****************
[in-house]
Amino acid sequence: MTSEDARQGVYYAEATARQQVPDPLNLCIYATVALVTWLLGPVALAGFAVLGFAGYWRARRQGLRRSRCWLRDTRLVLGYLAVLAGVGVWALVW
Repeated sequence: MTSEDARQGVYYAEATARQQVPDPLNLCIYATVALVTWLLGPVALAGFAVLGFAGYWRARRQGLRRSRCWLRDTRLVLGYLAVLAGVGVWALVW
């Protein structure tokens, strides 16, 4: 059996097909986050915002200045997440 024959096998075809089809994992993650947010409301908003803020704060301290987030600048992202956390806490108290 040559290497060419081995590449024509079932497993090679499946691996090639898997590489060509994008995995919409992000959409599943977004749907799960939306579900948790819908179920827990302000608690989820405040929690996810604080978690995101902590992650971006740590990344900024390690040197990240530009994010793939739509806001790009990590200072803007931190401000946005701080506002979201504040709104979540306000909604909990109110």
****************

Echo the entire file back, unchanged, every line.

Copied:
[in-house]
Amino acid sequence: MTSEDARQGVYYAEATARQQVPDPLNLCIYATVALVTWLLGPVALAGFAVLGFAGYWRARRQGLRRSRCWLRDTRLVLGYLAVLAGVGVWALVW
Repeated sequence: MTSEDARQGVYYAEATARQQVPDPLNLCIYATVALVTWLLGPVALAGFAVLGFAGYWRARRQGLRRSRCWLRDTRLVLGYLAVLAGVGVWALVW
């Protein structure tokens, strides 16, 4: 059996097909986050915002200045997440 024959096998075809089809994992993650947010409301908003803020704060301290987030600048992202956390806490108290 040559290497060419081995590449024509079932497993090679499946691996090639898997590489060509994008995995919409992000959409599943977004749907799960939306579900948790819908179920827990302000608690989820405040929690996810604080978690995101902590992650971006740590990344900024390690040197990240530009994010793939739509806001790009990590200072803007931190401000946005701080506002979201504040709104979540306000909604909990109110």